Penalties take Spain to Euro 2012 final
Spain became only the second team to reach the final of three successive major tournaments when defeating Portugal 4-2 on penalties in Donetsk after their Euro 2012 semi-final ended goalless after extra-time.
Where West Germany failed in 1976, Spain now have the chance to become the first team to retain their European title, and win three international tournaments in succession, after Cesc Fabregas slotted the ball home from 12 yards to punish Portugal's Bruno Alves, whose penalty had struck the bar.
Rui Patricio and Iker Casillas had saved the two opening penalties from Xabi Alonso and Joao Moutinho before Alves, who had originally attempted to take the third spot kick before being sent back by Nani, hit the woodwork after Sergio Ramos had emulated Andrea Pirlo by executing a perfect Panenka.
Cristiano Ronaldo, held back for the fifth spot kick that never came, could only look on helplessly as Fabregas put Spain through - just as the midfielder did when winning the Euro 2008 quarter-final shoot-out against Italy that set Spain on course for a spell of international domination that may prove to be the most complete football has seen.
Now only Germany or Italy stand between Spain and footballing immortality, even if they will have to improve on a performance at Donbass Arena that was rather unconvincing for large swathes of normal time.
Having flitted between a false nine in Fabregas and a slightly less false nine in Fernando Torres throughout the tournament so far, Del Bosque’s team selection proved contentious as he gave a first start at Euro 2012 to Alvaro Negredo, the Sevilla striker who only three years ago was a target for Phil Brown at Hull City.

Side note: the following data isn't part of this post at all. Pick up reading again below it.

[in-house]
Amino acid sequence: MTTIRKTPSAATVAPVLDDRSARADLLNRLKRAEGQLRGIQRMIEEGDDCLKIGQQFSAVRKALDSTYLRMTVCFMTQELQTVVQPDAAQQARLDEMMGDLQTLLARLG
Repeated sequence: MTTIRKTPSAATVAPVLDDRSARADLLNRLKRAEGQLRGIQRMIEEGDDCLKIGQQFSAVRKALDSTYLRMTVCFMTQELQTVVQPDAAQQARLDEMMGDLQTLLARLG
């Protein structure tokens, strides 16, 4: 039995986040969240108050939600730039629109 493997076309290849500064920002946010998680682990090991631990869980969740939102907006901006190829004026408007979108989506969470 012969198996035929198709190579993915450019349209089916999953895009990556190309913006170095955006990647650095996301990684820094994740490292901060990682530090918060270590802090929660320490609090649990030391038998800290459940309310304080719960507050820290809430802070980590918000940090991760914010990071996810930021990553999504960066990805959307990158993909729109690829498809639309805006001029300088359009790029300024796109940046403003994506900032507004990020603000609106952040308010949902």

Portugal’s only change was an enforced one as Hugo Almeida came in for the injured Helder Postiga, with Paulo Bento going toe-to-toe with Spain in an expansive 4-3-3 formation. Having shunned the temptation to adopt a defensive strategy in the face of Spain’s daunting arsenal, as France regrettably did in the quarter-finals, Portugal were rewarded with an excellent first-half performance.
Pressing with an intensity that is usually the hallmark of their Iberian neighbours, unafraid to be ambitious when on the ball and full of dangerous intent on the break, Portugal looked keen to prove that not every game involving Spain has to follow the same narrative of suffocating possession from the team in red – a narrative that has led many to label Spain, somewhat unfairly, as boring.